Bangkok, Thailand – Bangkok’s motorcycle-taxi drivers have long scraped a living helping harried residents get to their destinations through the Thai capital’s notorious traffic jams, but the growth of ride-hailing apps and proliferation of unregistered drivers is putting the industry under unprecedented pressure and contributing to violence.
Noom, a 50-something years old moto-taxi driver who prefers not to share his real name, says the situation in Udom Suk, the eastern central area where he has worked for the past 20 years, has become increasingly tense.
“It was just a matter of time before it turned violent,” he said, sheltering from the rain beneath an umbrella at a roadside noodle stall.
“Over the last two years, everything was mostly verbal, but it started to get worse. We all knew it was going to happen. It really was a ticking time bomb,” Noom told Al Jazeera.
Bangkok has an estimated 200,000 motorcycle-taxi drivers, or as locals call them, ‘win motosai’. Most are registered with the authorities, but an increasing number are not, and three weeks ago, in the middle of the morning, two teams of drivers near Noom’s station were caught up in a fighting.
The fight started small, but soon escalated into a brawl as men armed with swords, hammers, machetes, and even handguns took to the streets. By the end, dozens were in hospital and two men were dead.
Noom said the skirmish was all about territory as ride-sharing apps like Grab muscle in on ‘win motosai’ groups’ business and suspicions grow that criminal enterprises are once again getting involved in the motorcycle-taxi industry.
“The introduction of ride-sharing apps has further destabilised an already fragile equilibrium in the street economies of Bangkok,” said Claudio Sopranzetti, an Oxford researcher and author of ‘Owners of the Map’, a book focussing on the political and cultural importance of Bangkok’s ‘win’ drivers.
“Since the 2014 coup, motorcycle-taxi drivers had experienced a resurgence of illegal drivers and corrupt officers who meddle in their job demanding racket money. This has created two effects. The first, it stirred already existing tensions, and secondly, it fostered the creation of illegal driver groups – such as the ones that recently fought each other.”
Motorcycle-taxi drivers are an invaluable part of Bangkok life and for years citizens have found their service crucial if they are to get to meetings and appointments on time.
Generally, motorcycle-taxi drivers make around 800 baht ($26) a day, but many drivers say it’s becoming harder for them to carve out a living for themselves with all the extra competition.
On this occasion, one of the groups was allegedly operating illegally and becoming increasingly aggressive in touting for customers.
Noom and other moto-taxi drivers went to the police to complain about how the group was operating illegally, but it was only after the clash that the police dissolved the illegal ‘win’ group.
The opposing group continues to operate, but declined multiple interview requests from Al Jazeera.
Siam Sungsunchart, 35, another registered ‘win’ manager who leads a group of drivers in Bangkok’s central Asok district, told us with pride that all his men were registered with Bangkok’s Department of Land Transport.
The department told Al Jazeera that all drivers must have registered licence plates (yellow plates), hold public transport licences and complete an official inspection before they can start a moto-taxi station.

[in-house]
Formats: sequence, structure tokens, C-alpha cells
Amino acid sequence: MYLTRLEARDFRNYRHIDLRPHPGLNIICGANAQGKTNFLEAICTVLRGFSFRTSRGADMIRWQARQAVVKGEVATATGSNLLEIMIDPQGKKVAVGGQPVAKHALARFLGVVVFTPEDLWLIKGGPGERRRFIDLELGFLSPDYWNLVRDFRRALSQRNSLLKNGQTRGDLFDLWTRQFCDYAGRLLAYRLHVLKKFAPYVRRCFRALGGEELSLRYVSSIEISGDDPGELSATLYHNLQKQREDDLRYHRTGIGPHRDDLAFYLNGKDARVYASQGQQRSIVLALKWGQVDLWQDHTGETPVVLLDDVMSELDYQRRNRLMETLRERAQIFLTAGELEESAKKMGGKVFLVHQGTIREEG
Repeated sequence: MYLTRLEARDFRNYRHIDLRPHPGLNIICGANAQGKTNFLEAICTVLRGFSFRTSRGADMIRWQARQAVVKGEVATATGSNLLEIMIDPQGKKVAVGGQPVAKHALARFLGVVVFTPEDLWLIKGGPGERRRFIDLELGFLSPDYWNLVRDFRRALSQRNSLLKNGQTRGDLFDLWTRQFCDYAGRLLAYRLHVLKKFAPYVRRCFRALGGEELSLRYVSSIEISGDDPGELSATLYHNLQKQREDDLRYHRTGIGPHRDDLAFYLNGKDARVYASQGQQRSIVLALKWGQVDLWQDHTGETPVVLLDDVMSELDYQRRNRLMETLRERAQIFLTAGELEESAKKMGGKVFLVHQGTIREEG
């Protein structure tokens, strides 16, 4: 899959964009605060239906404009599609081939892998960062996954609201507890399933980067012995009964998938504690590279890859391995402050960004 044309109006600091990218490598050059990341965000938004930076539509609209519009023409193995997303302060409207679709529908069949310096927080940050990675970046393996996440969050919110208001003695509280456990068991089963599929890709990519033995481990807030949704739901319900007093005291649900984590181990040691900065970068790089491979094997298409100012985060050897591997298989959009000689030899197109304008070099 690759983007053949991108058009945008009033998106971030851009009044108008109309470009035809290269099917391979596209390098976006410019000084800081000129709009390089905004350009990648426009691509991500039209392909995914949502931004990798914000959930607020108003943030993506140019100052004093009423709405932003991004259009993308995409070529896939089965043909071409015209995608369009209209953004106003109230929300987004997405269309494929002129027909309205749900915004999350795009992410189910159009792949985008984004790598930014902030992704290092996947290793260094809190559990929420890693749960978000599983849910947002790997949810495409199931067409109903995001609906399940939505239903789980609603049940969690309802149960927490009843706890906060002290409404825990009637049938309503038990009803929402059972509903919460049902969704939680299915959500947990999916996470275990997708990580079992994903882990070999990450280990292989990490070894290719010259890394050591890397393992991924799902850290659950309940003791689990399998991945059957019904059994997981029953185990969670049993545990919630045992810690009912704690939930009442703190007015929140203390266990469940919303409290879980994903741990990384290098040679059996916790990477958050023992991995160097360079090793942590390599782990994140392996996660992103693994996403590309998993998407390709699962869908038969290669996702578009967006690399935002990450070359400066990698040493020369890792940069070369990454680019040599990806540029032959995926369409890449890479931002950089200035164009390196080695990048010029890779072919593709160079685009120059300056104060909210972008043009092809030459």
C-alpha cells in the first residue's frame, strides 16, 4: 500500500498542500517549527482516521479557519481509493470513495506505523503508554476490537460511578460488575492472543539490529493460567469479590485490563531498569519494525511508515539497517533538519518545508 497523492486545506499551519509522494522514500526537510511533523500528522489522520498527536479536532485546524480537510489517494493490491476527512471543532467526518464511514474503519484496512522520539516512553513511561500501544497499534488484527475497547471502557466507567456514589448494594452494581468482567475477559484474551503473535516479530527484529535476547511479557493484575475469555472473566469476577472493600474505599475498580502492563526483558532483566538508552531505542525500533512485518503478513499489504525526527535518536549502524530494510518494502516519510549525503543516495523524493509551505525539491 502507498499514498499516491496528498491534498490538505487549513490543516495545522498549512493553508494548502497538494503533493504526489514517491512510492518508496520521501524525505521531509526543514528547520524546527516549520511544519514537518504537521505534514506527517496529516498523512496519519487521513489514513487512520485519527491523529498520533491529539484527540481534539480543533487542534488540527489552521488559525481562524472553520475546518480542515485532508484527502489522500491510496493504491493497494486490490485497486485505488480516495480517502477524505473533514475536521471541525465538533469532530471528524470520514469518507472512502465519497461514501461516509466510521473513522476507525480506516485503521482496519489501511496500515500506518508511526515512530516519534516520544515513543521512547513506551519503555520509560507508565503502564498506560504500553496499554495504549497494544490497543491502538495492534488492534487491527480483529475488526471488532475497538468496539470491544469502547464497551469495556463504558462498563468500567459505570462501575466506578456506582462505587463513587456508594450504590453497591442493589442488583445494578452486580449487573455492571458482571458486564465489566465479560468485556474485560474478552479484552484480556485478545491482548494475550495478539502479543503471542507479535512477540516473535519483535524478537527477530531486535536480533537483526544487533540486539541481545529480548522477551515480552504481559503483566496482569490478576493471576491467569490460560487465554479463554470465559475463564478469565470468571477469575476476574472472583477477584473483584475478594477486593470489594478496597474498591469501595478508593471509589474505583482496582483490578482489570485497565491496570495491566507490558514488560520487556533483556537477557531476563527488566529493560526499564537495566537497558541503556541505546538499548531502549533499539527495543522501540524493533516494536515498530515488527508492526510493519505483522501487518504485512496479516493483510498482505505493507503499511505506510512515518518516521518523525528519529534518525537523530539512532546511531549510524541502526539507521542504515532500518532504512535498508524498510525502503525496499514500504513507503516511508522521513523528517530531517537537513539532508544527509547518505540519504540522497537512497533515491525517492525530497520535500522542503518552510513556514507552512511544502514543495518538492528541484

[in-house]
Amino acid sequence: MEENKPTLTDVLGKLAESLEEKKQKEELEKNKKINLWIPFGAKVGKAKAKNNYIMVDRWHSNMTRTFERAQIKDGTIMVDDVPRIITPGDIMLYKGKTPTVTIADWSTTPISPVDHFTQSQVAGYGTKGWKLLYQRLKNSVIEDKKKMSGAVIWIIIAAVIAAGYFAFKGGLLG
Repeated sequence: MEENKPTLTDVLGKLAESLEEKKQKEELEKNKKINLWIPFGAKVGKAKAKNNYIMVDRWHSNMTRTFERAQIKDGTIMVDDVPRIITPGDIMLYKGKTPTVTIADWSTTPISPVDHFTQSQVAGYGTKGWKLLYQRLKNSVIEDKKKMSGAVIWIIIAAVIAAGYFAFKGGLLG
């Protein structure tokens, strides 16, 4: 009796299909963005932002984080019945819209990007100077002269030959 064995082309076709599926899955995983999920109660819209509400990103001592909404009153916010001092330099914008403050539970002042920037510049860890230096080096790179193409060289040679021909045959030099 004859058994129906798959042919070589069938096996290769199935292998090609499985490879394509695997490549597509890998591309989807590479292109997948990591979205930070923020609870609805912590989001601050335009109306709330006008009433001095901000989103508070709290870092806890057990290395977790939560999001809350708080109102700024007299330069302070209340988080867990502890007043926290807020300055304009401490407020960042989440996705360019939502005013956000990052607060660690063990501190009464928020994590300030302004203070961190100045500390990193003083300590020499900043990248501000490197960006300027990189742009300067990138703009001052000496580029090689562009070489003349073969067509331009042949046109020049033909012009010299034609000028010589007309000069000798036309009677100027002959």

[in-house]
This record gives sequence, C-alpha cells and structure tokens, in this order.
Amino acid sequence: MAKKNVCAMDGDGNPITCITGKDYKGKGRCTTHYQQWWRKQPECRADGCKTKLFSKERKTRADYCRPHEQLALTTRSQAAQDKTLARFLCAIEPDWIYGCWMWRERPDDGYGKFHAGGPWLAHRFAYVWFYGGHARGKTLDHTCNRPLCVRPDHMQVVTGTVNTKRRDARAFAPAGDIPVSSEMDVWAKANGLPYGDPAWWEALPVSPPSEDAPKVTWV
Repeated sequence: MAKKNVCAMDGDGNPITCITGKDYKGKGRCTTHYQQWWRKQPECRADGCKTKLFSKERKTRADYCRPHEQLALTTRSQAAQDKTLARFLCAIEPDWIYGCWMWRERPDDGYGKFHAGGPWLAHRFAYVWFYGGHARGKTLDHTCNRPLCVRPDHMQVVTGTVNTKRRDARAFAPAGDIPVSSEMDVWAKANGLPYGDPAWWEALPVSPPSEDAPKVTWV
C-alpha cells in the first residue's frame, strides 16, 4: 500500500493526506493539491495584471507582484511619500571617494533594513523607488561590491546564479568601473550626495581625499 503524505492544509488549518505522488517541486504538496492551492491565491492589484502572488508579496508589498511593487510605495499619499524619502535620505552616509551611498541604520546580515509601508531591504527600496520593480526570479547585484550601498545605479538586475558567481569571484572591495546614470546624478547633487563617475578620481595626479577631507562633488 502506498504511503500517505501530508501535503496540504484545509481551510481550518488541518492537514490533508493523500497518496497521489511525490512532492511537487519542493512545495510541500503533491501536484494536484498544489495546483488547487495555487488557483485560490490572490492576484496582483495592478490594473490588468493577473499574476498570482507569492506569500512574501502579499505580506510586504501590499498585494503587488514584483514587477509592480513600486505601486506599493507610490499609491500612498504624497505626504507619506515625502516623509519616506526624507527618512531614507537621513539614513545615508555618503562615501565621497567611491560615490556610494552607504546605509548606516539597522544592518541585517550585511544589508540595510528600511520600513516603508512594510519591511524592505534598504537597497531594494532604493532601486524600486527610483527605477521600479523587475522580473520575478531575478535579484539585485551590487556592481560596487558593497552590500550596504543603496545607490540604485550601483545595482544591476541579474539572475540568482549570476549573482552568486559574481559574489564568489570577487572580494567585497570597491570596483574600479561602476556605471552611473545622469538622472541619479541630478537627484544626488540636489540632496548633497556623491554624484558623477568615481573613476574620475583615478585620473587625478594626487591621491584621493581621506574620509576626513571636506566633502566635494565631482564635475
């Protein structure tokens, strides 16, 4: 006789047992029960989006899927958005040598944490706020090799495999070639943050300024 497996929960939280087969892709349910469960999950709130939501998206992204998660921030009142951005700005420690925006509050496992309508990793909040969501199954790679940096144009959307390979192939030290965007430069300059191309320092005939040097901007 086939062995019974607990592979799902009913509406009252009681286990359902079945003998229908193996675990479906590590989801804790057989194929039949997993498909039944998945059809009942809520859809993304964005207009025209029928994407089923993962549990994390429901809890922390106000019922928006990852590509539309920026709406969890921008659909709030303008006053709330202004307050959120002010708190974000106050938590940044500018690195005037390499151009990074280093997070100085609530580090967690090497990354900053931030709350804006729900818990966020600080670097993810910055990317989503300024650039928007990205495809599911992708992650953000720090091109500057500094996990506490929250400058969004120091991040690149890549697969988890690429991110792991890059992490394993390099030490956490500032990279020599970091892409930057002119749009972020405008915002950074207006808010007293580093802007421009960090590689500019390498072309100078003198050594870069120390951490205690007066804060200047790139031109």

They added that because Grab is considered a private transportation company, they have little legal oversight, but acknowledged that such apps are in conflict with the city’s regulations.
Despite that Sungsunchart says many drivers aren’t legally registered and he fears that in some parts of the city, mafia-like families may have returned to control “win” stations.
“There used to be families that controlled particular roads for generations,” Sungsunchart said.
According to drivers throughout the city, mafia families controlled much of Bangkok’s moto-taxi businesses in the mid-2000s. But the government of Thaksin Shinawatra, the former prime minister who now lives in exile after being ousted in a military coup, initiated a campaign to rid the city of organised crime families.
“Many years ago, we would have to pay a ‘rental price’ to the local mafia,” Sungsunchart continued.
“They would literally just come and collect cash from each of us. But then Thaksin got rid of them and now you have to register with local authorities.”
It’s impossible to verify whether mafia families are operating in certain parts of the city, but after speaking to about a dozen other “win” drivers throughout Bangkok, Al Jazeera found that the majority believe it’s probable.
Back at Udom Suk, Noom said a local family used to control his station, but he said they were now controlling one of the two groups that clashed on the streets last month.
“The father started the business and now he has retired and passed it on to his son,” Noom said about the former owner of his station. “Everybody still knows this family, both the father and his son are powerful and everyone in the area still respect them. Back in the day, wearing a vest from this family was like wearing a protective halo. Because when we would wear them, we were also respected.”
But now, Noom says, times have changed. He’s not interested in getting involved with groups that could give him any trouble, and he prefers to stay quiet, avoiding conflict whenever possible.
“Now we look after ourselves,” he said. “If someone from our win misbehaves, we have a peaceful sit-down with them. We are just trying to make a living without interfering with anyone. Violence is not really our thing.”